Having dragged myself to Macy’s at the local mall because a friend informed me their dress shoes were on sale, I spent over ten minutes studying glitzy shoes.  I needed to sparkle a bit for this formal event.  God knows the rest of the people there surely would be.  With a classic black velvet gown, I wanted footwear that was both elegant and distinctive, but not all-out bling.

There seemed but two options for me:  flats or low heels.  I cannot wear spike heels, those six-inch stiletto jobs that make prima ballerinas cringe in horror.  Can’t do ‘em.  Not now, not ever.  I found no flats attractive enough to even consider.  A pair of strappy sandals with a 3-inch heel seemed my best bet.  They came in sparkly silver or sparkly gold.  Fine.  The sales lady went to retrieve pairs in my size for a try-on.   But while I waited, my eyes kept going back toward a pair of 4-inch-heel pumps centered in one of the displays.

This was a Cinderella shoe, gossamer black with lightly understated silvery dots swirling in patterns over the foot – and they were at least 4-inch heels.  My head chided me for even thinking about them, even though they would be the ultimate look with my gown.  My toes cramped up from my looking at these shoes.  Nope.  Not going there.

The strappy sandals arrived.  I took my time walking back and forth on the carpeting, eyeing them in the mirror.  They were lovely and quite sparkly, and would certainly be fine, but they weren’t perfect.  After a few minutes they also nearly gave one of my toes a blister.  I plopped back into a chair and looked longingly at the pumps.  The sales lady waited patiently for my verdict.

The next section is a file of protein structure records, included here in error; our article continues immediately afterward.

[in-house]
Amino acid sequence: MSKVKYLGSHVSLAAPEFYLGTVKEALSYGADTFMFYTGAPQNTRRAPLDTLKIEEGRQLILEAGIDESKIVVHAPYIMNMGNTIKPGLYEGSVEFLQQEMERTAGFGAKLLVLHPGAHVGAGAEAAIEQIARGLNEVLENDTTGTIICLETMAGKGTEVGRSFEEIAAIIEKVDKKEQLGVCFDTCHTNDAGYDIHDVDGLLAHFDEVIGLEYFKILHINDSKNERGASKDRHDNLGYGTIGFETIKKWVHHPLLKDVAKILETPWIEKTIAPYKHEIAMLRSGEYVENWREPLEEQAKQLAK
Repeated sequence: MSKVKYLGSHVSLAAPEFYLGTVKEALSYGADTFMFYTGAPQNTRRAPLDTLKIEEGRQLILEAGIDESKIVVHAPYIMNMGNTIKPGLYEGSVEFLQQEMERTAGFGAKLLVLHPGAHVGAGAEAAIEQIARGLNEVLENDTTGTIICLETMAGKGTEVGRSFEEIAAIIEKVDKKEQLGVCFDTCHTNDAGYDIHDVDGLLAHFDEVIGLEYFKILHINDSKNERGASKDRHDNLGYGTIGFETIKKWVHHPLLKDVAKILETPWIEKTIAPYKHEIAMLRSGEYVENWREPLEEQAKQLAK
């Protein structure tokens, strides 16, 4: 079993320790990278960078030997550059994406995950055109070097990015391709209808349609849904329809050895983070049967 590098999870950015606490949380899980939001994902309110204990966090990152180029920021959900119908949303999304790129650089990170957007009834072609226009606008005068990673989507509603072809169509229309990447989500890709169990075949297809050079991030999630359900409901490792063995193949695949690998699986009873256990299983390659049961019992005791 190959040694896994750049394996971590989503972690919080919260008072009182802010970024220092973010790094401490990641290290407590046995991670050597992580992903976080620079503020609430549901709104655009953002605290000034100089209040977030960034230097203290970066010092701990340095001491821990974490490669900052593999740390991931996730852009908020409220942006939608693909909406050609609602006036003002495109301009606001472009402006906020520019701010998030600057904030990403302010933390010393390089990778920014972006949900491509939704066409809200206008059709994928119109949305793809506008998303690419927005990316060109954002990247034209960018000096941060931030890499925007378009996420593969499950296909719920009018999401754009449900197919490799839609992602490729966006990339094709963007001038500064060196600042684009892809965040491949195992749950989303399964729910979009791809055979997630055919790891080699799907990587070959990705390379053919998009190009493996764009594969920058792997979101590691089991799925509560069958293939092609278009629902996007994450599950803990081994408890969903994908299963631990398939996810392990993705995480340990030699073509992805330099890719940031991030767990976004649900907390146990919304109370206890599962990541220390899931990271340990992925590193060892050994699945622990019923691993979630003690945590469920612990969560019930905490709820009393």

“I know they’ll probably kill my feet, but I’d really like to try those on,” I confessed, sheepish.

She giggled and brought a pair of the pumps out to me.

What happened next was a miracle.  The shoes fit.  Well.  They didn’t hurt my toes after a couple of minutes.  They made my feet look fabulous, lack of nail polish notwithstanding.  I knew full well that this illusion of comfort would not persist after walking in them for an hour or more, but WTH.  They were on sale.  I bought them.

Back home, I threw on the dress and the shoes.  The dress was still too long.  It would need about 3” taken off, but when I raised the hemline and saw the shoes with the dress, I could have cried.  I auditioned some of my accessories and there was almost no look that I would not be completely at ease with.  Cinderella is alive and well, but  she’s not in Orlando, guys, and while she may be gray around the edges, she’s headed for conference in style

  1. They’re gorgeous shoes. 🙂 Congratulations on a great match (and feet that don’t hurt!)

  2. Great post, Terry! When I think how much I used to LOVE dressing up…

    • Oh gosh, Liz! Yep. Think it brings out the girl-child in all of us. Even though I’m always ready to ditch the fancy rags and shoes as soon as an event is over and slip back into “grubby stuff” I’m also glad to have the occasional opportunity to downright sparkle!